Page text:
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  1. Hello! Like another person posted here, the new growth / individual hearts on my string of hearts are curling. The individual leaves are thick and healthy looking, but they are curling instead of flat. Any reason why that would be? Could it be too little light?

    Thanks so much!

  2. Hi Anne – The only variant I know of is the Variegated SOP. Pearls fall off dull to low light, overwatering or mechanical/environmental reasons like brushing against it or the wind. Nell

  3. Hi Lindsay – The most common reasons for curling leaves are too much water, too little water, too much heat or an insect infestation. It also depends on what color the leaves are & if they’re stunted. Nell

  4. Hi! I don’t even know if you’re still active, but it’s worth a try. 🙂
    I have a string of hearts plant that I bought in late winter after lusting over them for years. It has grown *a lot* since then and it’s around 5 feet long. It’s trailing on the plant table I have in front of the window. Is there a way you suggest to support it and keep it up? Thanks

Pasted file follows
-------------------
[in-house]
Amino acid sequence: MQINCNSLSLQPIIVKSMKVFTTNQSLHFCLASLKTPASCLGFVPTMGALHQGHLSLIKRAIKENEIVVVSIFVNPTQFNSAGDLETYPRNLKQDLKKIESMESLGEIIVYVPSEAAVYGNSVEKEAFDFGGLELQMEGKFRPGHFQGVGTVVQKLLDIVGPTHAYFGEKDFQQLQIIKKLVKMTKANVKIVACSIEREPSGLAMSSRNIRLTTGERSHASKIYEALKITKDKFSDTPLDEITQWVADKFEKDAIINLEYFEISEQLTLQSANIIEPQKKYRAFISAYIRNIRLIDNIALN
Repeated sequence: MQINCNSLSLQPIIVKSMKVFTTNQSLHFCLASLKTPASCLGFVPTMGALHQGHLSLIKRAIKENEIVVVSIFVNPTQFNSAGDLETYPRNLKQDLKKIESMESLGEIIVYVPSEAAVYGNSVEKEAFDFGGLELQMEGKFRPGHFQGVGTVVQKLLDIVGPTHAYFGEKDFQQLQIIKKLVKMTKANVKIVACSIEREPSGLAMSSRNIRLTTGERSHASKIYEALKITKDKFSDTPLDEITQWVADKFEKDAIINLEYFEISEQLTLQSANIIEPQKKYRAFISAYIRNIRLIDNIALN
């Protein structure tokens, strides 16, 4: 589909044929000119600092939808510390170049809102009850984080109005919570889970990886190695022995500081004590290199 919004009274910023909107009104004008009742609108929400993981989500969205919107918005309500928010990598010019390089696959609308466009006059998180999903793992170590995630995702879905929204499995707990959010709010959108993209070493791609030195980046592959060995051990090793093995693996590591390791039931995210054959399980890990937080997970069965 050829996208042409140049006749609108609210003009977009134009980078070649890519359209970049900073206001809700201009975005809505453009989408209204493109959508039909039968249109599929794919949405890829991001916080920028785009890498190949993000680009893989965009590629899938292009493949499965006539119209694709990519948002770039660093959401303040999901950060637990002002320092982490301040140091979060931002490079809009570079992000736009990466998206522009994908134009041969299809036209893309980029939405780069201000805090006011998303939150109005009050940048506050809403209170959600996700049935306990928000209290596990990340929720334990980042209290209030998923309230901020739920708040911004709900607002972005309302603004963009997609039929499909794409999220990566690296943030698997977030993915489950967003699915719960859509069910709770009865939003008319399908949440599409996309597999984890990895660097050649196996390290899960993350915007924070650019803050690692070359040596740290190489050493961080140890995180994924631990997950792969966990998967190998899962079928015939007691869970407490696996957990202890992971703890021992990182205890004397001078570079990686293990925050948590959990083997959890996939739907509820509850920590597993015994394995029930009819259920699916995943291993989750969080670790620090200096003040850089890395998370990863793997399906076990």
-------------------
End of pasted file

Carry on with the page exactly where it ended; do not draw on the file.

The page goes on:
5. Hi – I am still active but not too speedy on the replies! When growing in their natural environment, String Of Pearls actually trail along the ground. I’ve never seen one supported up because the stems are so delicate & the pearls easily fall off. They are meant to trail. Congratulations on getting it yo grow so well – many people have problems with this plant! Nell

  6. Hi! Love your site and videos 🙂 any advice on string of hearts from seed?

  7. Hi Nell – Your website is my go to for plant advice! Thank you so much for providing such good knowledge and insight. I recently got a string of hearts about a month ago. I have noticed that when watering, the water goes straight through the grow pot. I know you say that cacti like to grow in smaller pots so I am wondering if I should re-pot up a size or just re-pot into the same grow pot with new soil?
    Thanks again!

  8. Hi Cassandra – Great to hear; & thank you! SOHs don’t mind being tight in their pots. The size of the pot is probably fine unless it looks stressed. I use 1/2 potting soil & 1/2 succulent & cactus mix when planting SOHs. Nell